This article tugs at the knotted question: do believers have access to more happiness than non-believers do? The following trail of if-then statements led me toward a deeper understanding. If there is no law, there is no sin. If there is no sin, there is no righteousness. And if there [is] no righteousness there… Continue reading A new kind of happiness
I cringe when I hear people say that Christians never truly embrace life and only endure it. They say believers care too much for the hereafter to bother with the here and now. Friedrich Nietzche once wrote that “Christianity was from the beginning life's nausea and disgust with life, merely concealed behind, masked by, dressed… Continue reading Should I live for today or for heaven?
When Eve noticed that the forbidden fruit was pleasing to eye and able to make her wise, she plucked it, ate it, and then shared some with Adam. She was the first to be drawn in by the enticements of the serpent and a world that continues to charm and divert us. Compared with all… Continue reading Distraction and the forbidden fruit
Have you ever glanced in your rearview mirror on the freeway and found it filled by a tailgater? Maybe driving an oversized truck, shaking his fist at you, weaving back and forth and flashing his lights– all to get you to move out of his way? How would you respond to someone acting like this?… Continue reading Taking advantage of meekness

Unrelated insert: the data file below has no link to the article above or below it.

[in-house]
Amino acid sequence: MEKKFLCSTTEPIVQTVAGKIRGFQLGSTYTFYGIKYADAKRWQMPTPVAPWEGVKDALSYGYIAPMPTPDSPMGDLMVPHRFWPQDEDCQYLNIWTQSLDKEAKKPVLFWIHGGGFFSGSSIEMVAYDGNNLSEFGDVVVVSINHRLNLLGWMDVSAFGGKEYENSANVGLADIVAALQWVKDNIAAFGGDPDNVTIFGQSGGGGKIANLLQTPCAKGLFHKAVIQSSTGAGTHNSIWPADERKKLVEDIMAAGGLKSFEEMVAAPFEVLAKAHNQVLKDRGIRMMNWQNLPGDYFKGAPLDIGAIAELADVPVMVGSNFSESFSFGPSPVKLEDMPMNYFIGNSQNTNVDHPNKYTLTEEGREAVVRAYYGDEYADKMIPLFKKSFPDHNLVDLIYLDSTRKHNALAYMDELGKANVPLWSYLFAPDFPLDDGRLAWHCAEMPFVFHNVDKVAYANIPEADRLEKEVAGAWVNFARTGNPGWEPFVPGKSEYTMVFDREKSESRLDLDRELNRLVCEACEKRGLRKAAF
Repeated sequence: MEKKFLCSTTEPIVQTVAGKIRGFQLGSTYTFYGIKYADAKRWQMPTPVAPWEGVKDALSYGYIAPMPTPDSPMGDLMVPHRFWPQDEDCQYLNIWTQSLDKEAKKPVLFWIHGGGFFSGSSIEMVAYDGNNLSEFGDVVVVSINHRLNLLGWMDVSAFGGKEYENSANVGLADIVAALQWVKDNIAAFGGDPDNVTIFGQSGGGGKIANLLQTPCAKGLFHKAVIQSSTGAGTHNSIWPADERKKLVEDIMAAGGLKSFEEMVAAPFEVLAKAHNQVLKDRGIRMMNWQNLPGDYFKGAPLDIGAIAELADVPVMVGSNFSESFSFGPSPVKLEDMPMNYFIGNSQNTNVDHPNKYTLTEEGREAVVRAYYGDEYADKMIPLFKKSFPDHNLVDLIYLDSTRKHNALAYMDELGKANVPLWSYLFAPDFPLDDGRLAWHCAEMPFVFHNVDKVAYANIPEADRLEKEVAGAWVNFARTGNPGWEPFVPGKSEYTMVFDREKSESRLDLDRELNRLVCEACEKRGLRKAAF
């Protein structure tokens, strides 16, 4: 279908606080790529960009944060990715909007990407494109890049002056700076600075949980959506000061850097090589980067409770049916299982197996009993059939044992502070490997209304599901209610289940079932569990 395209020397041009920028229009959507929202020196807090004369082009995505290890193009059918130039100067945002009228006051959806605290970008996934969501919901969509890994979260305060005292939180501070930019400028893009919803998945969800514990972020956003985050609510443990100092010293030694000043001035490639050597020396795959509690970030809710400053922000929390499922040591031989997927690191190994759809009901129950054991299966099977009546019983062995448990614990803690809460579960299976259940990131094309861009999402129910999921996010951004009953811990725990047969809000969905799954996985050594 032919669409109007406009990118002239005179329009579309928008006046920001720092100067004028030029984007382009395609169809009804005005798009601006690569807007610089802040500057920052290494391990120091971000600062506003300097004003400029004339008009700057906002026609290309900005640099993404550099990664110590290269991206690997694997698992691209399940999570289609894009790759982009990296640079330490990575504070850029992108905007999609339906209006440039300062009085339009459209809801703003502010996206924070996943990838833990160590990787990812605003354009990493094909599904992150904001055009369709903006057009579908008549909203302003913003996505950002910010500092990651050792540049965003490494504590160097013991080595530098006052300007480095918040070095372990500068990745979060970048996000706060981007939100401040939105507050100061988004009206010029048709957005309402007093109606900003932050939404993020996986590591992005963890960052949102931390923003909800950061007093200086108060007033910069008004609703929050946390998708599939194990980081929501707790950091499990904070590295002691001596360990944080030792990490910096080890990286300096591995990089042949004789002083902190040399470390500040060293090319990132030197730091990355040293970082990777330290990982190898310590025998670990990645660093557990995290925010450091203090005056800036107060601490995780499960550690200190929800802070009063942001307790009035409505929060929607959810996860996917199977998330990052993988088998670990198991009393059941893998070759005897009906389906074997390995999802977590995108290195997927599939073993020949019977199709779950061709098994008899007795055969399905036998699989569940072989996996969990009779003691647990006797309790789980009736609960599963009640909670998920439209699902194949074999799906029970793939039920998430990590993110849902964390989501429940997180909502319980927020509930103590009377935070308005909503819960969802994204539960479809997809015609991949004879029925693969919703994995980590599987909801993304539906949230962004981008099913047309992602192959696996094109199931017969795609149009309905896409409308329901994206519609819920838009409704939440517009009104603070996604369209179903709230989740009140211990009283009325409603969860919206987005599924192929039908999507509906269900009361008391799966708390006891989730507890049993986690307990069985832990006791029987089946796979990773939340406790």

We are taught that the relentless pursuit of big hairy audacious goals is a path toward a meaningful life… but is it really? For every Oprah, there are a million who never take a step toward their goals, who are derailed somewhere along the way or who persist but sadly never reached the finish line.… Continue reading Why experiments are preferable to goals
Every time I hear a professional football coach or player talk about an upcoming season, I hear him say that his greatest ambition is to win the Super Bowl. A player named Russ Grimm once said, “I'd run over my own mother to win the Super Bowl.” Of the 32 professional teams, only one can… Continue reading A critique of ambition
People are apparently hardwired to look at the world in terms of us and them – the lovable in-group and the despicable out-group (My five-year-old daughter would call them “distinkable”). We naturally prefer and trust members of the in-group and are wary of and more likely to discriminate against the out-group. The circles including and… Continue reading ‘Us and them’ for the religious